BMaximus has asked for the wisdom of the Perl Monks concerning the following question:

Happy Sunday my fellow Monks,

While looking through the man pages of Crypt::CBC I saw something new in it or something I've never paid attention to before. One of the keys to initialize the Crypt::CBC object is 'iv' => 'some random foo foo'. The man page says that this is an 'initialization vector' which may be used or if 'prepend_iv' is set to zero, not used. What is this initialization vector and how would I use it in the way it was meant to be used to the best of its purpose?

BMaximus

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Re: Crypt::CBC question
by Zaxo (Archbishop) on Jul 21, 2003 at 01:07 UTC

    The IV for CBC mode of many cyphers is 8 octets (64 bits) of random data which is prepended to the plaintext before encyphering. The effect is to scramble the cyphertext still further. It is rather like the salt in builtin crypt digesting.

    Use of IV is mandatory for some CBC protocols. See, for instance, RFC-2405, The ESP DES-CBC Cipher Algorithm With Explicit IV.

    After Compline,
    Zaxo

Re: Crypt::CBC question
by blokhead (Monsignor) on Jul 21, 2003 at 01:02 UTC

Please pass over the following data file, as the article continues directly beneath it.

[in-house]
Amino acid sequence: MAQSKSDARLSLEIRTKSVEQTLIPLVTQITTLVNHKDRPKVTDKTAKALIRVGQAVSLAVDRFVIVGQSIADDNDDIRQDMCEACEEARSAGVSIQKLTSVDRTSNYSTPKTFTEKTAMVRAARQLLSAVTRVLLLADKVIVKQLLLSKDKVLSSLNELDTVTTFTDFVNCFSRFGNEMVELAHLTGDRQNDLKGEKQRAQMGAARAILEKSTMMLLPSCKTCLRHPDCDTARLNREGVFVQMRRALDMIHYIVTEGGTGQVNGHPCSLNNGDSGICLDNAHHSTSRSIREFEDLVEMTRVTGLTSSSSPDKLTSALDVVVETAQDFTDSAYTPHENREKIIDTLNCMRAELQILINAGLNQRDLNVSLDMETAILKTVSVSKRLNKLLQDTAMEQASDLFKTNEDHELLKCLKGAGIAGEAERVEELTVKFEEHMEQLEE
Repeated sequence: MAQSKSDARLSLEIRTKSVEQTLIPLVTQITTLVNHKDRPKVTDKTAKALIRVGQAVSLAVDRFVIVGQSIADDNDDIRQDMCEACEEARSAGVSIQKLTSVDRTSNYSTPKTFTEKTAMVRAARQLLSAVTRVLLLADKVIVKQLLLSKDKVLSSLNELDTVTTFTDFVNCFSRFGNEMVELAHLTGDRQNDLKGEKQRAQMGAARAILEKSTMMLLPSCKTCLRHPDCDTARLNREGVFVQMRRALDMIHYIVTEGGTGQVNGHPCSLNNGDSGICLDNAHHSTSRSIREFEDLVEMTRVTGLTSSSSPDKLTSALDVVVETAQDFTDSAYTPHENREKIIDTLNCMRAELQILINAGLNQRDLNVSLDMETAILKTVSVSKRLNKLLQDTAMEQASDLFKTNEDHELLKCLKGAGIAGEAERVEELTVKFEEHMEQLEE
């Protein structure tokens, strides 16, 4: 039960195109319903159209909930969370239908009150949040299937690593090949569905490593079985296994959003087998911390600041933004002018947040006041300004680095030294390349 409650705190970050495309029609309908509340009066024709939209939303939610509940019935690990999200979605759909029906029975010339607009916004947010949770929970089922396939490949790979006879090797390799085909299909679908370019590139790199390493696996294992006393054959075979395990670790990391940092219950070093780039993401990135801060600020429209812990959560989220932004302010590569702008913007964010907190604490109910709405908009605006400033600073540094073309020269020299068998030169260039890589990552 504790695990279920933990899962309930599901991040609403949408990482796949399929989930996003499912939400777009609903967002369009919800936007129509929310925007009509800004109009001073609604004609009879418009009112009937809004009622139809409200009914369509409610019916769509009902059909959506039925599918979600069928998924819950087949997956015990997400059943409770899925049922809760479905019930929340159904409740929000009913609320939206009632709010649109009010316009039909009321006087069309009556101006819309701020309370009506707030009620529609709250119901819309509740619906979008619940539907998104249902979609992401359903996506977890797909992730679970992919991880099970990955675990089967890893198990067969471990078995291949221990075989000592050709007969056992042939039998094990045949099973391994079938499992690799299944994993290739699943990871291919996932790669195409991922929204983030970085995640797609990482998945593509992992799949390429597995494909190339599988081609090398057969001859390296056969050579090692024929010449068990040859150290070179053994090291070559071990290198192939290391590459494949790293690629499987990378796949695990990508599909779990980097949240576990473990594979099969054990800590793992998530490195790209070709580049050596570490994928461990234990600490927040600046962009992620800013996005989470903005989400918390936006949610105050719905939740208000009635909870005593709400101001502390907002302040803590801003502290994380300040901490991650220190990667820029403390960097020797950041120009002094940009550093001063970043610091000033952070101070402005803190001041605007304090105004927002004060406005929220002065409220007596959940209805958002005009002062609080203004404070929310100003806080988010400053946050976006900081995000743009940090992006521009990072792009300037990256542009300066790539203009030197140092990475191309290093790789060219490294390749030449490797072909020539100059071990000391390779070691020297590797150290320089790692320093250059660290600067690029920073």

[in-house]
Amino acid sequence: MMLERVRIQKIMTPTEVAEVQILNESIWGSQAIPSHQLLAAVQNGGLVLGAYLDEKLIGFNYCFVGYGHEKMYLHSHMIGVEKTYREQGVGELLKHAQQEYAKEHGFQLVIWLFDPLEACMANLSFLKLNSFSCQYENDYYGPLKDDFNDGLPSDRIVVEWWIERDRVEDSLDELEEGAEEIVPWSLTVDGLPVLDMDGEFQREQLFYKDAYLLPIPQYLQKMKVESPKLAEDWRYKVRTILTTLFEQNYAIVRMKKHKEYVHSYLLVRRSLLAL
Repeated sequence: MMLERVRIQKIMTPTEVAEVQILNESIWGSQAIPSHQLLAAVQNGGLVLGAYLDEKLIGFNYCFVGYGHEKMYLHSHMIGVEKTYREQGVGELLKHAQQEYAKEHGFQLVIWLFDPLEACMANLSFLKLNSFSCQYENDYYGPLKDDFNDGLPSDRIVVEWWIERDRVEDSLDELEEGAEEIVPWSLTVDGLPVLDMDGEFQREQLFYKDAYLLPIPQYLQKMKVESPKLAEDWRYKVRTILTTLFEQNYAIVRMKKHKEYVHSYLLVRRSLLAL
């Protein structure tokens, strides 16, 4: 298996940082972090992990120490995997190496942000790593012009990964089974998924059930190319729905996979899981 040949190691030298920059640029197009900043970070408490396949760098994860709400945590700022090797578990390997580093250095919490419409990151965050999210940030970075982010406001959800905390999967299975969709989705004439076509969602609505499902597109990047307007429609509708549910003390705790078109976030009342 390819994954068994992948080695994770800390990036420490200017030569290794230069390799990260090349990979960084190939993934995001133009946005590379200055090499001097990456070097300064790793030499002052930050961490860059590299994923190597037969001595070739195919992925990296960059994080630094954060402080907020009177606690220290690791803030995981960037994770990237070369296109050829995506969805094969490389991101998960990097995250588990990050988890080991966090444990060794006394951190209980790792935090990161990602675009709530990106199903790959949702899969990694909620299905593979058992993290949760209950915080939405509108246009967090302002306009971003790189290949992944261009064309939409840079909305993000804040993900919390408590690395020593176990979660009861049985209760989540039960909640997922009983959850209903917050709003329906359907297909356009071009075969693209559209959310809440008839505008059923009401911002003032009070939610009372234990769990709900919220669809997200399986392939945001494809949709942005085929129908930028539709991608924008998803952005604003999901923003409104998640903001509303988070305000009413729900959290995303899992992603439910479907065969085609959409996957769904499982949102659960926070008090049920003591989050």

I don't know a whole lot about IVs in block ciphers, but they are used in hashing algorithms (MD5, SHS, etc). All hash algorithms that I know of are "cascading" hash algorithms. They take each block (say, 128 bits) of the input and recombine it with the results of the previous block into a hash function. The output of each step cascades and is used in conjunction with the next block. In this way, changing any block will change the output of the hash algorithm.

    To start out though, you need an extra block, so that's where the IV comes in. It's combined with the first message block into the first iteration.

    ______ IV --> | hash | ______ msg[1] --> |_func_| --> | hash | msg[2] ---------------> |_func_| --> msg[3] ----------------------------> ...
    Most hashing algorithms have a fixed IV, so that everyone agrees that the same file will have the same hash value.

    I'm not familiar with CBC, but I seem to recall that if you use a streaming/cascading cipher (where encryption results cascade to affect the next block), you'd also need an IV. If you can choose the IV yourself it will add some extra entropy, like having a longer key size. Also, a streaming cipher will prevent an attacker from detecting identical plaintext blocks from two snippets of ciphertext (unless they use the same IV and are at the very beginning of the plaintext). Of course, the person decrypting the message will need to know the IV you used.

    I'm sure someone more familiar with CBC can give you a little more info ;) ...

    blokhead